One way I think a business should deal with this is to invest time, as part of the training, in the proper way to interact with customers.  Go through, in detail, what is an appropriate reaction and what isn’t.  After the training when the employee is working, monitor this interaction and correct them as soon as possible after they’ve been rude to a customer.  If a restaurant takes the attitude “Oh-well, she may be rude to customers but at least she shows up on time for work…” I think there’s a long term trend, as more customers get turned off, that will accumulate and become VERY harmful.  It’s kind of like reverse marketing, instead of getting new customers, you lose existing ones.

I watched a documentary Up The Yangtze (it’s great if you get the chance to see it) and there was one scene that showed how the cruise ship trained its staff to interact with Canadians.  I had a good laugh when they were told not to tell Canadians they’re fat or talk about Quebec.  Many workers in Canada would be offended if part of their training was interpersonal instruction that is this specific, but from my  shopping experiences it’s necessary!

I realize complaining about poor manners is more a sign that I’m getting old than anything.  So if nothing can be done about customer service reps, at least get those damn teenagers off of my lawn!!!

What sort of rude experiences have you had dealing with businesses?  Do you think putting up with it is just a part of modern living or can something be done?  What are your thoughts on “kids these days”?

17 replies on “The True Cost of Rudeness”

I agree with your assessment of Bell. We have had numerous problems with them over the years and we are no longer customers. We would rather pay more than deal with them.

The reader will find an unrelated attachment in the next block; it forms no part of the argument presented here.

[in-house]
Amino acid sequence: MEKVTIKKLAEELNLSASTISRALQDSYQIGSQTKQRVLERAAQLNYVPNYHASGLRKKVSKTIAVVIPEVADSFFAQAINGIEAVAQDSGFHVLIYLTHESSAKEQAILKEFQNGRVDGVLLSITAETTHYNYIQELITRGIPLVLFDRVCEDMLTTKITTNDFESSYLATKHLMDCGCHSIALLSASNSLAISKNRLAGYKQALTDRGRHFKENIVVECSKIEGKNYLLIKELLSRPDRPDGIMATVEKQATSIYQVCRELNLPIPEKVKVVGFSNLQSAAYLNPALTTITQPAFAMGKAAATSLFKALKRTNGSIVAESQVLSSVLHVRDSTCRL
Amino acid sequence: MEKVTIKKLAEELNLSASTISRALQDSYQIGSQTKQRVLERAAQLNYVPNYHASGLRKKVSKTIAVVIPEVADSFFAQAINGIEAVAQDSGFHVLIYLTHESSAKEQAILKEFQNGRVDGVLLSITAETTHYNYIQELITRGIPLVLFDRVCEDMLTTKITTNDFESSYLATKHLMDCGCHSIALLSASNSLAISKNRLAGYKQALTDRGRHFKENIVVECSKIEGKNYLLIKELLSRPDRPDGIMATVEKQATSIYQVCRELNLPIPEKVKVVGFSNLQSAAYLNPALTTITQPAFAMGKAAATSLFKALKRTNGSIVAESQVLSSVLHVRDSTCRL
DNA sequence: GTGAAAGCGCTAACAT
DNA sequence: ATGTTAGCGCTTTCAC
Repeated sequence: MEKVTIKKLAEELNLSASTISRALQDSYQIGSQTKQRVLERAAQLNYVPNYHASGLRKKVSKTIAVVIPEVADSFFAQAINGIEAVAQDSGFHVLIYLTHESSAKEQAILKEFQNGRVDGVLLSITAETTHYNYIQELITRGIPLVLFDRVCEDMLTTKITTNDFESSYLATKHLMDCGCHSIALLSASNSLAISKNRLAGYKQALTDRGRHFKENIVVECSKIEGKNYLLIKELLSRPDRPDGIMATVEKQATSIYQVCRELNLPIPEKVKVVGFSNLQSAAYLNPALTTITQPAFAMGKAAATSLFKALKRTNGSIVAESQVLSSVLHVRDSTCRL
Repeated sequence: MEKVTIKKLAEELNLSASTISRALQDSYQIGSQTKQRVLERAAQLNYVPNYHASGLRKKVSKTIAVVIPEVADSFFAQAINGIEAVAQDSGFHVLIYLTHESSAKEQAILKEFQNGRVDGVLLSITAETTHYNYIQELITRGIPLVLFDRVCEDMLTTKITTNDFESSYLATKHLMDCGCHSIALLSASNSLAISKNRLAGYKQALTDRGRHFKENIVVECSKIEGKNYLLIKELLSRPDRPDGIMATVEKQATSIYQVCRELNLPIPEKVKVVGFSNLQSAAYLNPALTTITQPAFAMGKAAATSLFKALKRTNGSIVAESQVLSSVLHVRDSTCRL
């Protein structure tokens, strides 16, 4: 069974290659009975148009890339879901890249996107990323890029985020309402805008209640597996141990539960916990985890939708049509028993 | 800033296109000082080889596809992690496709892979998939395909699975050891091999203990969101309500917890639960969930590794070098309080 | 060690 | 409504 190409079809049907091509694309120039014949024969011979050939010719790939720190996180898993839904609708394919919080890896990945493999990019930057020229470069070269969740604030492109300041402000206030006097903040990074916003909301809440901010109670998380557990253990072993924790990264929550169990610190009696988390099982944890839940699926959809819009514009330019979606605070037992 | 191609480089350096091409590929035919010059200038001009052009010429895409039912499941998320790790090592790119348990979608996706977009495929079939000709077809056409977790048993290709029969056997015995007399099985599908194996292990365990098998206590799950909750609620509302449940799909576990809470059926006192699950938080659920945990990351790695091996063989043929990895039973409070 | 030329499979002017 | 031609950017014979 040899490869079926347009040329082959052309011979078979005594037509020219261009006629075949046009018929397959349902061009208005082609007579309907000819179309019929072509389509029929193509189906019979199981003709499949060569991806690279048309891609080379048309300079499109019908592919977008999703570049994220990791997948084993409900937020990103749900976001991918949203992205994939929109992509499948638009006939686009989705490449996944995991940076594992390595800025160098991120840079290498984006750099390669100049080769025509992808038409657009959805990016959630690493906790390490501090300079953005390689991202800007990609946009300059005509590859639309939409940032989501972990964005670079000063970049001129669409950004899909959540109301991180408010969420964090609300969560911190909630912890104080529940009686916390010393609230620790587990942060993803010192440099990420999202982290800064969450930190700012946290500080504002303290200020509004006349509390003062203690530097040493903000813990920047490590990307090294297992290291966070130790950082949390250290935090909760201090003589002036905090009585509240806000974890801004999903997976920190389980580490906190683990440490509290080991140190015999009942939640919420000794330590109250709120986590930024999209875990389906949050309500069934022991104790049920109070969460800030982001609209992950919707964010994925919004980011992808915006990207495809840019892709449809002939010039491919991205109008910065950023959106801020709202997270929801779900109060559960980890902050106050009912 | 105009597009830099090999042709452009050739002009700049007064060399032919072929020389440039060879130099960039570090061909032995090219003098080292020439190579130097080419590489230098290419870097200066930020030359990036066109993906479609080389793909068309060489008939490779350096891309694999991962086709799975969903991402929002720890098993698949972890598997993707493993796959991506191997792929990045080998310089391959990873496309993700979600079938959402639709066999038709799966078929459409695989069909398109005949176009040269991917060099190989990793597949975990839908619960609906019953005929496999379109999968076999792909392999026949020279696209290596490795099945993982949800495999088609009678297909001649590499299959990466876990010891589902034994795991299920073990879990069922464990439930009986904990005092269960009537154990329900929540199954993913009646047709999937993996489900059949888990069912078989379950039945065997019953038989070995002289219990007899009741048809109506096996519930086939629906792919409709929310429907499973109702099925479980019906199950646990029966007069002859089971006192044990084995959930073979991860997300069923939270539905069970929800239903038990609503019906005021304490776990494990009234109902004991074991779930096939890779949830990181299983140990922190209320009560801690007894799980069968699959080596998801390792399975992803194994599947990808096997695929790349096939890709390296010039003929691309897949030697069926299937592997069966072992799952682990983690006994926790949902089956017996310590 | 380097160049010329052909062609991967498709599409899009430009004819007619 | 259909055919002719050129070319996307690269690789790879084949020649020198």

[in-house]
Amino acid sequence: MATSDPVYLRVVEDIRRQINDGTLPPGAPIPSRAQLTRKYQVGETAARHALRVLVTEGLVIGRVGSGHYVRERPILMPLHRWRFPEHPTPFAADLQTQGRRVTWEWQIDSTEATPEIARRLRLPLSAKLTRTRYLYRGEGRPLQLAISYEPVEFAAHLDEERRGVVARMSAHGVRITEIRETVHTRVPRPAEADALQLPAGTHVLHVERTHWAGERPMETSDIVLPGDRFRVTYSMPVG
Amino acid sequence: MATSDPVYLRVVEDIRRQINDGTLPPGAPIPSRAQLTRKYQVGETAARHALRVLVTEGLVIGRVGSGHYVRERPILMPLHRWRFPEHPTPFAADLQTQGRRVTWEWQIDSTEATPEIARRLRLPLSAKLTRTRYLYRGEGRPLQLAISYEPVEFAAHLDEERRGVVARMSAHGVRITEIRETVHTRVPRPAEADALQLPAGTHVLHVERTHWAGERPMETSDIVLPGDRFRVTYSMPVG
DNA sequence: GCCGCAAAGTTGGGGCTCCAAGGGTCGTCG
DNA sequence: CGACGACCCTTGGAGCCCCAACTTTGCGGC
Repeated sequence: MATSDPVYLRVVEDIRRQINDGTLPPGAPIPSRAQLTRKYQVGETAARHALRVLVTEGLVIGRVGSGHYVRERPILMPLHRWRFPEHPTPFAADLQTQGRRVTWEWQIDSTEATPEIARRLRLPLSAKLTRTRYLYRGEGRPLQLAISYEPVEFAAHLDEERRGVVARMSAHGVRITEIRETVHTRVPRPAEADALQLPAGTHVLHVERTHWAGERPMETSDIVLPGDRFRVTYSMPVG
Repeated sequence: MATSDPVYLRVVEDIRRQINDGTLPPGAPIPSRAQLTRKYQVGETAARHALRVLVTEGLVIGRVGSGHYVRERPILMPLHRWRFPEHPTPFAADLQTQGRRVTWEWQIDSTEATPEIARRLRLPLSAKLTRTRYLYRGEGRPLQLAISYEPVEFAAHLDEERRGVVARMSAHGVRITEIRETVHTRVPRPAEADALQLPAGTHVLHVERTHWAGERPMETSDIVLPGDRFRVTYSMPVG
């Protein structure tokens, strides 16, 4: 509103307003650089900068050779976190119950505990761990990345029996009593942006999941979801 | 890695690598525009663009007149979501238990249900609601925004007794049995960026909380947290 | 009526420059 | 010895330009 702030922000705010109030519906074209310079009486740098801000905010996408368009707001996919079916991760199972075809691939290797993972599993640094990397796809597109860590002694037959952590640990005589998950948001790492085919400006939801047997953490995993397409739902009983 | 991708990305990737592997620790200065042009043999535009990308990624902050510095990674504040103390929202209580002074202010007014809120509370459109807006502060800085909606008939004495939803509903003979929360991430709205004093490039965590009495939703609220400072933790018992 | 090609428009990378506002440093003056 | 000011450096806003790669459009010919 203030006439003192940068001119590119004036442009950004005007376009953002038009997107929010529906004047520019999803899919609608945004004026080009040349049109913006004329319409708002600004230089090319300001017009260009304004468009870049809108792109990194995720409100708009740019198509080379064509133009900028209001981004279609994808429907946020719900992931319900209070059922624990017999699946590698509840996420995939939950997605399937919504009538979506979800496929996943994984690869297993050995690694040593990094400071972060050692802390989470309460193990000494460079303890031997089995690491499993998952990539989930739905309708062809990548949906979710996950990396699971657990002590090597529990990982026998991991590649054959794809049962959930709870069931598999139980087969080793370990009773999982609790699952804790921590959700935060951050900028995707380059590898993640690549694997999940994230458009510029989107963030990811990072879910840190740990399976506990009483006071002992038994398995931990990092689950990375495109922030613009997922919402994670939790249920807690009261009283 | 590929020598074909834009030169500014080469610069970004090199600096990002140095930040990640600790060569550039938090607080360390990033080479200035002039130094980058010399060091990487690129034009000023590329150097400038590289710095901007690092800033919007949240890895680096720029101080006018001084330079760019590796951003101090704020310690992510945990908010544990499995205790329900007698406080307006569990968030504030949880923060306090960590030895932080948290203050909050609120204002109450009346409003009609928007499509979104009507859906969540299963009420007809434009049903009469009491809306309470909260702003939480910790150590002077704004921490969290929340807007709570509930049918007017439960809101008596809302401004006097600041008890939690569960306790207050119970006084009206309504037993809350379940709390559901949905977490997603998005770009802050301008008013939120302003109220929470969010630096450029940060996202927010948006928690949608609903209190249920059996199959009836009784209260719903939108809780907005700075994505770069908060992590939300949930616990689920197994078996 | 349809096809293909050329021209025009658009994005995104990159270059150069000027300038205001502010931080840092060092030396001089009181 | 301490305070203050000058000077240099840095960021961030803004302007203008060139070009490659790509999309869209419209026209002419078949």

With regard to customer service, I’ve found lately that phone reps seem very highly trained – so much so that they sometimes have a hard time responding to an informal comment. Their responses seem highly scripted, and I guess that makes sense since apparently all “calls may be recorded to ensure customer satisfaction”.

I guess I would rather have a robotic customer service agent than a rude one, so maybe that training is working.

I was put on hold multiple times by my cell phone provider, Virgin. I was livid, so found them on facebook and posted a complaint which was responded to almost immediately. I have a friend who has ongoing problems with Rogers that he resolves by calling the president’s office.

Unfortuante that we have to use these ‘hacks’ to get reasonable service.

I live in Toronto and the waitstaff can be laughably bad, but usually the people I’m with will insist on tipping, as if there are cameras on them monitoring their every move.

During the boom, bad service has been very common here in Alberta to the point where you kind of expect it (Sad but true). Although things have gotten better with the slowdown, it’s still common to find employees give bad service but employers tolerate it as they argue they have no choice.

What I do remember, however is the moments where you get exceptional service like just today at the local McDonald’s buying a coffee for a buck fifty. I left the drive through with a smile. I think companies that get it will train employees about customer service. Consumers have power and service providers like Bell should recognize this. They exist because of the customer. Thanks for the post! I’m still smiling!

Re: fat Canadians — a friend in Vietnam said the dressmakers feel free to make comments about a customer’s appearance. NOT a selling point!

P.S. I hate Telus and it’s worse KNOWING that they’ve had customer service training.